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  Change was the name of the game in 2006 while the biggest push for reform in 2007 will be aimed at college-related debt.
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Paying for college: best strategies for the year

If you're about to launch a full-throttle college savings plan, take note. A number of changes affect those footing the college bill in the coming year. That means even the most tried and true financing strategies may need some adjusting.

The best moves to make in 2007:

Start saving now
This No. 1 rule merits repeating. The cost of higher education isn't getting cheaper, so unless you're expecting a huge inheritance or some other windfall, you have got to be prepared for some pretty hefty expenses.

"The gap between college grants and tuition is growing. More students are borrowing to pay the difference, and there's more concern about debt," says Sandy Baum, senior policy analyst at The College Board. "So, my biggest advice to families is they should save."

Whether you have toddlers who are years away from college or students scheduled to enroll in the near future, make a commitment to stash away as much as possible. Of course, how you invest money will depend on a variety of factors. How quickly do you need the cash? Are you willing to take on more aggressive investments? To maximize your money, you have to strategize.

Keep savings out of your child's name
Saving for college doesn't have to torpedo your odds of getting financial aid.

It's best to keep assets in the parents' names. That's because when financial aid eligibility is calculated, colleges rightly assume that parents have bills other than tuition (such as mortgage payments and retirement saving obligations). As a result, moms and dads only have to earmark 5.6 percent of their assets to higher education costs. Children have to pitch in more.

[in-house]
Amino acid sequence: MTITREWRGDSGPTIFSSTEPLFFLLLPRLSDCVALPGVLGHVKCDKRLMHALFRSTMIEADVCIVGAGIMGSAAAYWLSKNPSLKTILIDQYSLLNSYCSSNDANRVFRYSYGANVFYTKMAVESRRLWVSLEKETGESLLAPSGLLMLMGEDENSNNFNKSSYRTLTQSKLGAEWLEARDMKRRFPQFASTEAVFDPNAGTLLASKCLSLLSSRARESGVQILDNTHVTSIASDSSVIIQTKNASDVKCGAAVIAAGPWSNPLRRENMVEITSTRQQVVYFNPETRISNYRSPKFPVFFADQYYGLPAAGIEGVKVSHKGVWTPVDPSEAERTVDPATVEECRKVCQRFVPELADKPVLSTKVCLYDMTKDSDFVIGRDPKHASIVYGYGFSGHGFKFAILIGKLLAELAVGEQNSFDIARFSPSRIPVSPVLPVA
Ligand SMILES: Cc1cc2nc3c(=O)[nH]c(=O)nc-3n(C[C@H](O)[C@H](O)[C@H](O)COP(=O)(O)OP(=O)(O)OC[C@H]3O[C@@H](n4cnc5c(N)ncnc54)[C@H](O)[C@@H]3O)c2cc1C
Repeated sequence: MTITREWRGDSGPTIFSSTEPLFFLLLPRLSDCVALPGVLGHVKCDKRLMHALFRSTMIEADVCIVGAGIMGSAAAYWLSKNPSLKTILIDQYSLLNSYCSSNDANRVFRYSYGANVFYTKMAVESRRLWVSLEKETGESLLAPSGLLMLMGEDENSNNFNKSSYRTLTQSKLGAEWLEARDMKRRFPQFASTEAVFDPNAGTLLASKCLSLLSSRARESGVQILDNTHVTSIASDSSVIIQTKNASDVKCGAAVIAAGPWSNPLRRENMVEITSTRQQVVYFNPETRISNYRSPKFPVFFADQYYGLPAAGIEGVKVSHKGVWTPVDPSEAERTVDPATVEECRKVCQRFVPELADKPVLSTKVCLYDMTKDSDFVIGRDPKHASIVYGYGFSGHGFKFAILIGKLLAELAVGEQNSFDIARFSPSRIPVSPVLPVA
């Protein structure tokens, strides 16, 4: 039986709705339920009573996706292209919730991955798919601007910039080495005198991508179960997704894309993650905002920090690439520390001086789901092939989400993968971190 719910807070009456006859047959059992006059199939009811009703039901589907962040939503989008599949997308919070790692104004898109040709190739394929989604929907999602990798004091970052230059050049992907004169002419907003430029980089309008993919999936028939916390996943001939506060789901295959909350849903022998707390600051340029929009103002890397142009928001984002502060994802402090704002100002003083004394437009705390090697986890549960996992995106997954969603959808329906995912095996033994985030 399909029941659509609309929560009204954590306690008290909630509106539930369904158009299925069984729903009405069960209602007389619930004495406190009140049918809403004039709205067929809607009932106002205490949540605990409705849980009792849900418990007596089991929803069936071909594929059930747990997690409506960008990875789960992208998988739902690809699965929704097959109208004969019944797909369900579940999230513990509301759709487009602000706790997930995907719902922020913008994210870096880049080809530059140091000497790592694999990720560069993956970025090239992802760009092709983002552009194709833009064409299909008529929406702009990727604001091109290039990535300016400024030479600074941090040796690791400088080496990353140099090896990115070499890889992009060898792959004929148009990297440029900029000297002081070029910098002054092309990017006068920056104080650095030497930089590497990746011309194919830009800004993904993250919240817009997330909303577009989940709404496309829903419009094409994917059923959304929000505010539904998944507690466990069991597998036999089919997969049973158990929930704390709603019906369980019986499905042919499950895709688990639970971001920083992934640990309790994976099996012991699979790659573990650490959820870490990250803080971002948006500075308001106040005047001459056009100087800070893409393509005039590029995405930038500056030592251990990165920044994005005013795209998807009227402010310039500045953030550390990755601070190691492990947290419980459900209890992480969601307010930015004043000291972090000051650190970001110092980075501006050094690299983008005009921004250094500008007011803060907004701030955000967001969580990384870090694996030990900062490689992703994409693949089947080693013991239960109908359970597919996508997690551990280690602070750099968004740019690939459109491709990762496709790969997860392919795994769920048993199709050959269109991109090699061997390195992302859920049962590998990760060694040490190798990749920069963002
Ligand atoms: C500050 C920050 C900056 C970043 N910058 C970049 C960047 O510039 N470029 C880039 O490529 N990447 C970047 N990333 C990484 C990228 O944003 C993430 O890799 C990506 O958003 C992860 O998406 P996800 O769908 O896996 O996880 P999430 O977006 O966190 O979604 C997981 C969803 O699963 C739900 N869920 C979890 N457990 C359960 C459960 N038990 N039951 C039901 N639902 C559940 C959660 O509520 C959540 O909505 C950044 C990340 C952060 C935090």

The (paradoxical) good news: Students can use less of their savings in 2007. For years, students have had to allocate 35 percent of their savings and earnings to college costs. But as of July 1, 2007, that level drops to 20 percent.

Avoid directing large sums to teens
Taxes are the other reason to refrain from making big financial gifts to students. The expansion of the so-called "kiddie tax" has made it far more expensive for a youngster to own, and later sell, investments.

Under new rules, childrens and teens up to age 18 must now pay their parents' rates on investment gains exceeding $1,700. In some cases that's as much as 35 percent on short-term capital gains and 15 percent on long-term gains. Previously, the kiddie tax expired on teens' 14th birthdays.

Invest in a 529 plan
Parents and grandparents, or anyone else for that matter, can help a child get a jump-start on college costs by investing tax-favorable 529 plans.

You can invest in any 529 plan that suits your fancy, even one that's not from your home state. There are no income restrictions for participating. The gifting limits let generous souls quintuple the annual gift exclusion amount of $12,000 (that's $60,000 a pop) as long as no subsequent donations are made for five years. Because 529s are considered the property of the account owner, typically not the student, they won't hamper a student's chances of scoring financial aid.

-- Posted: Nov. 1, 2006
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